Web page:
Taking Rollover Into Account in Forex Trading
05/05/2010 12:01 am EST
In this lesson we are going cover rollover. We will start by explaining the concept of rollover and then go into an example of how it is calculated. We will show you how to take advantage of rollover because many successful traders make it an integral part of their trading strategy.
Rollover is the interest paid or earned for holding a position overnight. The target interest rate associated with each currency (generally set by that currency’s central bank) is listed on the home page of DailyFX.com. Here is an example (NOTE: All prices and interest rates shown in this article are for instructional purposes only and are not currently accurate):
Anytime you take an FX position, you are buying one currency and selling the other. Your position will therefore earn the interest rate of the currency that you have bought, and you will owe the interest rate of the currency that you sold. The net difference will either be credited to your account or debited from your account every day at rollover, which is 5 pm ET US. It’s important to note that rollover only occurs on positions that are held open at 5 pm ET. If you close a trade before the rollover time, or open it after the rollover time, no interest will be paid or owed.
We’ll go through an example in a bit, but to make things simple, the amount of rollover that is paid or earned for each pair can be seen in the dealing rates window of the trading station below. “RollS” is the amount you will earn or owe for each lot if you have sold the pair. “RollB” is the amount that you will earn or owe for each lot if you have bought the pair.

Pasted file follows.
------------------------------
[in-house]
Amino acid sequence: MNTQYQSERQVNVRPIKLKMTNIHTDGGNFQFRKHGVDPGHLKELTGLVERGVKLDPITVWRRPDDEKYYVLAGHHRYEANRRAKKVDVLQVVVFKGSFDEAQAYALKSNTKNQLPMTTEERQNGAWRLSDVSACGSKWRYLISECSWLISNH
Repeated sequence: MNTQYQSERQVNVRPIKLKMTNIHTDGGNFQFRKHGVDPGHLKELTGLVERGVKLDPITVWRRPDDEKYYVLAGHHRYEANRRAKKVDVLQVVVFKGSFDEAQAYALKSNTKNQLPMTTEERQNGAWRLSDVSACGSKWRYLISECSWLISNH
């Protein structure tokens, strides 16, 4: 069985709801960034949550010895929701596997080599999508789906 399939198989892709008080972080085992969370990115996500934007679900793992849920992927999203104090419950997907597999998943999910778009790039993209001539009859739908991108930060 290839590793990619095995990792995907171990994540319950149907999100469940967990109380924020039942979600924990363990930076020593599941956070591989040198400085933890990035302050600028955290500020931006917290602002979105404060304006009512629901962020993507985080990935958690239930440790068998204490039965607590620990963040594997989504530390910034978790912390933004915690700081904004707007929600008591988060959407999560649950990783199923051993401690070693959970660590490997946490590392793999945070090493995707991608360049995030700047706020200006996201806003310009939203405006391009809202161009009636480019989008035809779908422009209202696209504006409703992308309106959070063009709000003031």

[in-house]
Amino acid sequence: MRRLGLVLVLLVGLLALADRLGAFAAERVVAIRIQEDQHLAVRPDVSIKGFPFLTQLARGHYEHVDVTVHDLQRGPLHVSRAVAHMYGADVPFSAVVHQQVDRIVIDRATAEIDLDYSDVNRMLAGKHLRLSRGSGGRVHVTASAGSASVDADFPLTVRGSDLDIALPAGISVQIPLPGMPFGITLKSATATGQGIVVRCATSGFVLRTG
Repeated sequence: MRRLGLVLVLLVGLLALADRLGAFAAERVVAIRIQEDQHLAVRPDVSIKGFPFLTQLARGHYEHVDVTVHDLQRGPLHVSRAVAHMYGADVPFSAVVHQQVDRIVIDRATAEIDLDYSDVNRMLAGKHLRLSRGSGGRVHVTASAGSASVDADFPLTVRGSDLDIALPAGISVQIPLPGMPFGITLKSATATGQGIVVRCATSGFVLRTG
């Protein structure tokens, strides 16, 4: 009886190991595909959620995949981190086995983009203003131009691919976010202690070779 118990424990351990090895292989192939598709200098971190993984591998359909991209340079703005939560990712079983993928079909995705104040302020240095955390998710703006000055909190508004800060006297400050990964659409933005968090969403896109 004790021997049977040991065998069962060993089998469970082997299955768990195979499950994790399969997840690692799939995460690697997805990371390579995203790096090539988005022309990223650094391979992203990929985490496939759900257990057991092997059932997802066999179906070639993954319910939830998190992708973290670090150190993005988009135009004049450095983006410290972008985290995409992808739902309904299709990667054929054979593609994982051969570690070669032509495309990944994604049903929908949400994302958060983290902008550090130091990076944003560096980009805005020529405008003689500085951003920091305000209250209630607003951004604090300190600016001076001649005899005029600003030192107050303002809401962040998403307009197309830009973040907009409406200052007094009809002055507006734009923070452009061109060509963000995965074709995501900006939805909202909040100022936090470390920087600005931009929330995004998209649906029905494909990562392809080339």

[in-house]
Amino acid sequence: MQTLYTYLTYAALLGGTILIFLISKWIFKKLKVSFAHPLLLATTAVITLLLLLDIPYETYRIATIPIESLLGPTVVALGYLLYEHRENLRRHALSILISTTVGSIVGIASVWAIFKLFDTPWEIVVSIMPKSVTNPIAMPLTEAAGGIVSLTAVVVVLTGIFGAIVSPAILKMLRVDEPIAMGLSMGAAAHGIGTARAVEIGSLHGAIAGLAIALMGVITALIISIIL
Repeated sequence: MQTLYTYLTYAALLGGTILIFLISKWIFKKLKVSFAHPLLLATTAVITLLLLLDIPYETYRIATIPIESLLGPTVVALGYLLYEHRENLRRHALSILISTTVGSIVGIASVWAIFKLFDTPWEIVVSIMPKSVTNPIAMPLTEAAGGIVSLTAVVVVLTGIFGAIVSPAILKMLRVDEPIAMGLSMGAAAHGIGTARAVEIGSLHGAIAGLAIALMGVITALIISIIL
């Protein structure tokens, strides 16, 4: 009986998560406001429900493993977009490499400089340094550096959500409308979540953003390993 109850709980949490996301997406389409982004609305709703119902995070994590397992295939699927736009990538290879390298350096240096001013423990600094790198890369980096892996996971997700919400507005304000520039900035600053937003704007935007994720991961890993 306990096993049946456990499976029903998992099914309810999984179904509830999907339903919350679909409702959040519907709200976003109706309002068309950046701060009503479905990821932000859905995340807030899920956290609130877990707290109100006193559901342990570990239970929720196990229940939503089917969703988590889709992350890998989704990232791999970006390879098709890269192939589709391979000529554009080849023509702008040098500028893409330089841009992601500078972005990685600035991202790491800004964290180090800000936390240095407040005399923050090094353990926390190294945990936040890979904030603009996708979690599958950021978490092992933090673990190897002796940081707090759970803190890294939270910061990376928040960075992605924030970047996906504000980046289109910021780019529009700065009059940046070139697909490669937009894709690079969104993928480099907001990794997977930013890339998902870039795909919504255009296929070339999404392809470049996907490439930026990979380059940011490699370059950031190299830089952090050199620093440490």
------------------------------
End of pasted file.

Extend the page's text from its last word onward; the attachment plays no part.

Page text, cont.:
Let's take a look at an example:|pagebreak|
When you buy the AUD/USD pair, you are buying the Australian dollar and selling the US dollar.
Here is the math:
In this example, we are buying one 10k lot of AUD/USD in a US dollar-based account. So we are going to earn 3% annually on 10,000 AUD. This comes out to 300 AUD per year. To determine one day’s worth of rollover, we’ll divide by 365, which gives us 0.82 AUD in interest per day.
On the other side of the trade, we are short approximately $8,800 USD (the AUD/USD rate is 0.8780 at the time of writing). For this side of the trade, we owe 0.25% on the US dollars that we are short. So 8,800 x 0.0025 = $22 US. Divide that by 365, and you get $0.06.